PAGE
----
Experts warn of the hidden dangers eating burned toast
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While it would be a pretty silly move when it comes to most foods, a lot of people prefer having their toast burnt.
To be honest, I don't personally see the appeal of making my toast look like a piece of charcoal, but there is no questioning a lot of people enjoy it.
But while many enjoy some burnt toast first thing in the morning or as a bit of supper before bedtime, experts have warned of the dangers of doing so.
You're probably thinking, 'how on earth can toast put me in danger', well its all thanks to the Maillard reaction, something that takes place at heats of around 120°C (248°F).
Essentially, you can thank the Maillard reaction for the wonderful tastiness that comes from most cooked dinners.
"In the process, hundreds of different flavor compounds are created," Science of Cooking explains.
"These compounds in turn break down to form yet more new flavor compounds, and so on. Each type of food has a very distinctive set of flavor compounds that are formed during the Maillard reaction."
The problem with this reaction comes from an amino acid known as asparagine, which is present in the likes of potatoes, bread, cereals, cookies, and coffee.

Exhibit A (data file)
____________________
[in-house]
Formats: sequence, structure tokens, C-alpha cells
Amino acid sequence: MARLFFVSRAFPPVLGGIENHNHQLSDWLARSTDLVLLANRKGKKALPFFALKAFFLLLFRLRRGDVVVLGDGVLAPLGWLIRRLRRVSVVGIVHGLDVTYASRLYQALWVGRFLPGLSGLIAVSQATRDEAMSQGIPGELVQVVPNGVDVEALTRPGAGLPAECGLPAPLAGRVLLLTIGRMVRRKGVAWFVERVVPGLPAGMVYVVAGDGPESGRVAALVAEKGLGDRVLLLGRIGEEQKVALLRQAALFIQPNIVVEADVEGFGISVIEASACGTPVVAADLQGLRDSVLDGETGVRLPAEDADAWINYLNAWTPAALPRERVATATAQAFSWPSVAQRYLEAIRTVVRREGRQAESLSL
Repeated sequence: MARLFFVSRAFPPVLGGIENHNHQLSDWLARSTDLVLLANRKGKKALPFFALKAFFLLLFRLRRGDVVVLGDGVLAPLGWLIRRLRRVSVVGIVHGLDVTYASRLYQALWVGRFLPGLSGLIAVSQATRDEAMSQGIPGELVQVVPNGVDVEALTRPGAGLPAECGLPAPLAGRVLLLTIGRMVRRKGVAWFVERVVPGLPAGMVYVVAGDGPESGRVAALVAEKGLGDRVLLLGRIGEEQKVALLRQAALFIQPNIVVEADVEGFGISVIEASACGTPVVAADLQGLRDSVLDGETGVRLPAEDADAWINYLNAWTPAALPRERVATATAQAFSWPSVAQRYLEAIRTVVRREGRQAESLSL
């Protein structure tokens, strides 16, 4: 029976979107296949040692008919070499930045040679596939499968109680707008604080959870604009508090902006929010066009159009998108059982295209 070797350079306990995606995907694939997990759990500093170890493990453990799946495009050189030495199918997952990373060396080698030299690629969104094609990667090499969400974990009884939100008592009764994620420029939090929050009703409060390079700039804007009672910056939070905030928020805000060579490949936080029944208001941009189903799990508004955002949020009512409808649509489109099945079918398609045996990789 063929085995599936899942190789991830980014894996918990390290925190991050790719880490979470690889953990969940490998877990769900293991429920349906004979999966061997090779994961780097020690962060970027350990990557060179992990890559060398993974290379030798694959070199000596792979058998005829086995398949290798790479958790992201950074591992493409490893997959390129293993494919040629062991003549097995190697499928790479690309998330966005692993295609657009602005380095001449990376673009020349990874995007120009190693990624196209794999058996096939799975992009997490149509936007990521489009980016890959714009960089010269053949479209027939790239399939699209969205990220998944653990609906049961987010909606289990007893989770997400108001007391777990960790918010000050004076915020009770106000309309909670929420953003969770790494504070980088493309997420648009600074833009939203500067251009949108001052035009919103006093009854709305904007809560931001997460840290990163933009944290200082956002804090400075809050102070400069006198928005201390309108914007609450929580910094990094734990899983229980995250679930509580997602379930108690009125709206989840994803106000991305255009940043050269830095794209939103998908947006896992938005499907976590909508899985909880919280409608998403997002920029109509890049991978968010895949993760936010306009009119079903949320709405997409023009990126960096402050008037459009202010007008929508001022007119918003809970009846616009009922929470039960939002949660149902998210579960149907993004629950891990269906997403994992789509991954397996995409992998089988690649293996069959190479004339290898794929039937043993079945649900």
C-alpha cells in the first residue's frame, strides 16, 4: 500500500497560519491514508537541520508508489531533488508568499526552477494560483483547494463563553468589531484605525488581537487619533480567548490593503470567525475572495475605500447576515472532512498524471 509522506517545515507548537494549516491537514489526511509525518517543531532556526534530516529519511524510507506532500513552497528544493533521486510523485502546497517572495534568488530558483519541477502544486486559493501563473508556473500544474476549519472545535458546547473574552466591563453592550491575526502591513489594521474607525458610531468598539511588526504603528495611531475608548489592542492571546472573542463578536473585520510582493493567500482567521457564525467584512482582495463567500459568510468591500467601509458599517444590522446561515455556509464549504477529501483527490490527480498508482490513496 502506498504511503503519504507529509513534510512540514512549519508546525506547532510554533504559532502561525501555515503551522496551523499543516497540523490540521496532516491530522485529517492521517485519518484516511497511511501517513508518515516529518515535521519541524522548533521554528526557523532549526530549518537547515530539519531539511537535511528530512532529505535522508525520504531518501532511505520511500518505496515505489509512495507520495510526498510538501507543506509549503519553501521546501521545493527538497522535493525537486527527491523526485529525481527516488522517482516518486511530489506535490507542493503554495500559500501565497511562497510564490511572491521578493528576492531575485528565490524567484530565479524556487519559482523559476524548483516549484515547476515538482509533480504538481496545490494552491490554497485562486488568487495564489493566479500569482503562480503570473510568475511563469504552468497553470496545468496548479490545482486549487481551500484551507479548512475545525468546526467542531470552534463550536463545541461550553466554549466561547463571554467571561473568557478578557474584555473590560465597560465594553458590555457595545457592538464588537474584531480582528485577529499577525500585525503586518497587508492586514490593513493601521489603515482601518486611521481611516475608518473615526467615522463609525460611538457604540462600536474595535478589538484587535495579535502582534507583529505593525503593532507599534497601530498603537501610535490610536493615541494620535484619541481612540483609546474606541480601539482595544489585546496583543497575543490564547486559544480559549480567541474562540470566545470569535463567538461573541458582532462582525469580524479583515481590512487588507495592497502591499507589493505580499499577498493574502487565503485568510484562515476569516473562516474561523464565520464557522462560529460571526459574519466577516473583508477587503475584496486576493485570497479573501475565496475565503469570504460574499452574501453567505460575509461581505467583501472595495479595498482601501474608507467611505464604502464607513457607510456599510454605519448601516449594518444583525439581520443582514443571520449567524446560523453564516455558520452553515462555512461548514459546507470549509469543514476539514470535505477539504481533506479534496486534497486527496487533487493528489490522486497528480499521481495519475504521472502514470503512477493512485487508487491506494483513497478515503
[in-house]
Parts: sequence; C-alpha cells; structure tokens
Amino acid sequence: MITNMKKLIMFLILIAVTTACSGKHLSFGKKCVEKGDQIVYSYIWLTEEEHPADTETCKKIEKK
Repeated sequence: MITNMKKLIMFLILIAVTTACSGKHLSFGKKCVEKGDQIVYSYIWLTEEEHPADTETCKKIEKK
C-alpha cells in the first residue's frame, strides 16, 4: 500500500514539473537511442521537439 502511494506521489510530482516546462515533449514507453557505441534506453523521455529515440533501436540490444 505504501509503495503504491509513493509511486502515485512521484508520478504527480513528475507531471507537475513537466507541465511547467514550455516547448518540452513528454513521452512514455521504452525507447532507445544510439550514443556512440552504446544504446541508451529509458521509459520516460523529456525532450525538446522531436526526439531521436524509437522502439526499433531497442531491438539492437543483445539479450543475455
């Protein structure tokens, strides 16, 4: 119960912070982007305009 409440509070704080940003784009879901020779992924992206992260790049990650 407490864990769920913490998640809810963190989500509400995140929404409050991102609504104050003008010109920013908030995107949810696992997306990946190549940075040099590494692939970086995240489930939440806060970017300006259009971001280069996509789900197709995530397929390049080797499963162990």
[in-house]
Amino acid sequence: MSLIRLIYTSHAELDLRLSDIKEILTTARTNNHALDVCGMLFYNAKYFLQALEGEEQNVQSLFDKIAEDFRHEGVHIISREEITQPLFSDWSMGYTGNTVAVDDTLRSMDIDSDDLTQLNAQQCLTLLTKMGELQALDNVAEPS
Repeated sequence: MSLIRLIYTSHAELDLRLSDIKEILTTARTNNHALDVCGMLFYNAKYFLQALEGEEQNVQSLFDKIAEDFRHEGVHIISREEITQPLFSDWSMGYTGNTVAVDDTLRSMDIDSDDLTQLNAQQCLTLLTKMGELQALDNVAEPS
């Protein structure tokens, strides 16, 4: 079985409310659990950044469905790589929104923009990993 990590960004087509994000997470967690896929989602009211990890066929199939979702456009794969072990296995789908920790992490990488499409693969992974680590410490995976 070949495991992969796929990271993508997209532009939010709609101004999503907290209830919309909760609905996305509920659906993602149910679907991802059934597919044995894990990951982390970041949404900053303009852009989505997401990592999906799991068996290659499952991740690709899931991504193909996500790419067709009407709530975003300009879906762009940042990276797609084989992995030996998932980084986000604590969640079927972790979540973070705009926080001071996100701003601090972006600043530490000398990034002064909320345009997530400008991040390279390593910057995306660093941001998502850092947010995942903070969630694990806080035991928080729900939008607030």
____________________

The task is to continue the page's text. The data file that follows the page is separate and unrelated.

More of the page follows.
In a study done by scientists in Sweden back in 2002, it was discovered that the Maillard reaction takes asparagine and produces a substance known as acrylamide.
Well, this substance, which is formed when we burn toast, is labeled as 'very toxic' according to CAMEO Chemicals.
Basically, acrylamide is not very good for us, causing potential damages to our nervous system, and long-term exposure to it can even increase the risk of someone developing dementia.
Federica Laguzzi, assistant professor of cardiovascular and nutritional epidemiology at the Institute of Environmental Medicine at Karolinska Institutet in Sweden, told BBC Future: "Acrylamide passes through all tissue, including the placenta, because it has a low molecular weight and is soluble in water."
Measuring that risk on humans is a different story, as Rashmi Sinha, a senior investigator at the National Cancer Institute, told Inverse: "To really be able to be to say that this causes cancer you need to do clinical trials. But you can’t do clinical trials with things that are possible carcinogens."
"The main studies have been association [or] prospective studies. We ask questions about how [healthy participants] cook their foods and then we follow them up for ten, fifteen, twenty-years."
Nonetheless, it may be best to lay off the burnt toast.